The BOI reports that when the incoming missiles came into view, officers on the bridge were “mesmerised” by the sight and failed to broadcast a warning to the ship’s company. This is not consistent with accounts of survivors who say that Sub Lieutenant Clark who was on the bridge, saw the incoming Exocet and shouted “missile attack, hit the deck!” over the main broadcast.

In keeping with history

Conflicts throughout history are littered with examples of mistakes, particularly at the start of hostilities. The loss of HMS Sheffield was a horrible shock to the RN and was news around the world. But lessons were learned and procedures are changed rapidly. The painful experience gained probably saved others, it was no coincidence that later in the conflict HMS Glamorgan survived an Exocet hit. The ship was alert, detected the missile and made a pre-planned turn that prevented the missile from penetrating the hull and main missile magazine.


Admiral John Fieldhouse who commanded the Taskforce from Northwood and later became First Sea Lord, decided not to court-martial officers on Sheffield who were implicated by the board of enquiry. Fieldhouse was noted for his humanity and was one of the most outstanding officers the RN has had since WWII. There are those who would like to portray this as a “cover up” but people who may have made fatal mistakes in combat have to live with the consequences of their actions for the rest of their lives. There are men that are still suffering today from the effects of what they experienced onboard HMS Sheffield and many of the veterans are angry about the release of the BOI and the Guardian article which they call “misrepresentative” and an “insult to the heroes of that day”. The Guardian article also hardly mentions the many outstanding acts of courage by the ship’s company in trying to save their ship after she was hit, some of which are recorded in the BOI report.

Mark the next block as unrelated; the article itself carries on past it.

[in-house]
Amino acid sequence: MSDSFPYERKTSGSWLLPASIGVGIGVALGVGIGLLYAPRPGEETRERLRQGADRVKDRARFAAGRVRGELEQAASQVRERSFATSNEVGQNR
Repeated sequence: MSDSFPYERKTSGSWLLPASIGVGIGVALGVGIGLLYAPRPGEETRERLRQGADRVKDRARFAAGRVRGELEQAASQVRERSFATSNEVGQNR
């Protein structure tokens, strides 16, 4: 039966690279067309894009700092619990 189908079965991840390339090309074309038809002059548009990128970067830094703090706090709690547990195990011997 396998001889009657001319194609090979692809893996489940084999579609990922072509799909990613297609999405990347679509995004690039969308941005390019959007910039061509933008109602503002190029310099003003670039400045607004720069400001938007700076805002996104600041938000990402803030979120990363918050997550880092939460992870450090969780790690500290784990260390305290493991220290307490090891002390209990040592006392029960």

Having won the war, it made more sense to focus on how things could be done better in future than hand out punishments for failure. Undoubtedly mistakes and errors made during the conflict were kept in-house. Some of those who suffered loss or injury may want to see specific individuals named and punished but as discussed, it was a collective failure. Airing the dirty washing in public may have achieved little, added to the suffering of the bereaved and detracted from what was an incredible achievement overall. Sister ship HMS Coventry was sunk later in the conflict despite being alert and ready. In every armed conflict mistakes are made, usually, it costs lives but this is the terrible nature of warfare. Hindsight is a wonderful thing but is it not a luxury anyone has in the moment. The RN did conduct extensive analysis what happened and the lessons from the Falklands led to drastic changes to warship design, training and concept of operations. Many of these lessons are still kept alive in the RN today, particularly by the globally-renowned Flag Officer Sea Training organisation.

Responsibility starts at the top

The Falklands War was ultimately a triumph for Mrs Thatcher, standing against tyranny and holding her nerve while others would have given in. However, it could be argued that it was the actions of her government that created the conditions for the war in the first place. John Nott’s 1981 Defence white paper planned to axe South Atlantic Patrol ship HMS Endurance, together with the Navy’s aircraft carriers and amphibious capability and was perceived as a green light by the Argentines. Numerous officers and diplomats had tried to warn the Foreign Office of exactly what could happen if British resolve to defend the Falklands was seen to be waning. The men who died on HMS Sheffield might perhaps still be with us if the Thatcher government had not planned those defence cuts.

The principal of armed deterrence remains every bit as relevant. Spending on a properly equipped navy now may ultimately save bloodshed and far greater loss in a future conflict. This principle was ultimately proven in the peaceful victory of the Cold War and politicians of today would do well to consider this.